What 3D glasses exist and how they work


3D glasses ensure that each human eye sees a different image, which - if a suitable image source is available - can create an impression of depth and space.


Over time, several types of 3D glasses have been developed. Here are the most famous ones:

Active 3D Glasses: These glasses contain two small, simple LCD screens, one for each eye. However, these do not create an image themselves, but only alternately dim and brighten in sync with the image on the screen. Thus, only the image intended for the eye will ever reach it. These glasses are used with some TV sets.

Passive Polarizing 3D Glasses: These glasses use passive polarizing filters. The glasses with polarizing filters pass an image to one eye with one polarization of light (e.g. horizontal), to the other with the other (vertical). They are usually used in 3D cinemas. Their advantage is that, unlike active 3D glasses, they do not require batteries.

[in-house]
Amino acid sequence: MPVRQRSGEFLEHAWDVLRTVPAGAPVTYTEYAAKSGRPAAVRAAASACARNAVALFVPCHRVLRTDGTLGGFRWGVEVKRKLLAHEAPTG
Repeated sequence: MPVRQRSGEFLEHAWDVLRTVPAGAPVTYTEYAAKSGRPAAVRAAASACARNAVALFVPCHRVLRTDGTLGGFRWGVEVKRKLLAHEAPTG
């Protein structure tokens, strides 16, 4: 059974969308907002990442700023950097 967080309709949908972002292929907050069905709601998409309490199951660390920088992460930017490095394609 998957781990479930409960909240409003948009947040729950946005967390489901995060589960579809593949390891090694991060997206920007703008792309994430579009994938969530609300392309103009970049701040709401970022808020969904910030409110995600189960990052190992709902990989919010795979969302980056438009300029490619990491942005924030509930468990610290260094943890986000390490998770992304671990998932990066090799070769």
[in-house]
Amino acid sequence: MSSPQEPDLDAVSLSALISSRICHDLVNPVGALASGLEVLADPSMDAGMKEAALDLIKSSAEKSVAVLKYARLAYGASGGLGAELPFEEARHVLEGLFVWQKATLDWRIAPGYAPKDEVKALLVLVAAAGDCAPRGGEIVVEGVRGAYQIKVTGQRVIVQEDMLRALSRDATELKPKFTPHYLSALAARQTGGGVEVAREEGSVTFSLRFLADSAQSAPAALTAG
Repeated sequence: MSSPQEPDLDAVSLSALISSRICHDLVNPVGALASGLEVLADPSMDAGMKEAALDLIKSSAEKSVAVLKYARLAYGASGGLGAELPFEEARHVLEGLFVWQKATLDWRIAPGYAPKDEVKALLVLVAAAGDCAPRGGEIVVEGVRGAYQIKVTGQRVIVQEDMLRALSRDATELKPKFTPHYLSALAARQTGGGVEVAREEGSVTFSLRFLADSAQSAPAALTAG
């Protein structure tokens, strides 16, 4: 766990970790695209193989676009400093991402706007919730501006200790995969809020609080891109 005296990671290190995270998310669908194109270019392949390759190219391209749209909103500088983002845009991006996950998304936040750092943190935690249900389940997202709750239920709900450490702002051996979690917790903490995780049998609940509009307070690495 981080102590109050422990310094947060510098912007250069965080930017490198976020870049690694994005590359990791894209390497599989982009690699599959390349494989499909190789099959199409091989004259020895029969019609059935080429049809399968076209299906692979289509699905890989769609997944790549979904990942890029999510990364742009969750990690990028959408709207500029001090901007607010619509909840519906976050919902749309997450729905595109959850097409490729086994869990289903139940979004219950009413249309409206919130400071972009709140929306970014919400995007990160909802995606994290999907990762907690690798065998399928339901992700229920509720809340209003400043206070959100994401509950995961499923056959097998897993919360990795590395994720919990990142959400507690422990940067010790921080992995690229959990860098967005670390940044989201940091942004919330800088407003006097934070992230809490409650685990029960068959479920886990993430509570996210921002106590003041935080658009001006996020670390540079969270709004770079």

Passive 3D glasses for anaglyph: Classic red-blue (or red-cyan) glasses create a 3D effect by filtering colours. Their advantage is their low cost and wide applicability to paper photos and conventional monitors, the disadvantage is color distortion.

Virtual Reality Goggles: These glasses provide each eye with its image by having a full color display built in for each eye. The downside is the higher price and, so far, generally less than perfect resolution.

What are 3D glasses good for

Entertainment: They make the experience of watching movies, photos, games or videos more intense and fun.

Education: In some cases, 3D can help you better understand complex concepts or spatial structures. It is also useful for some types of training.

Business: The 3D effect can increase the impact of presentations, but also help in the development of new products.

3DJournal, January 2005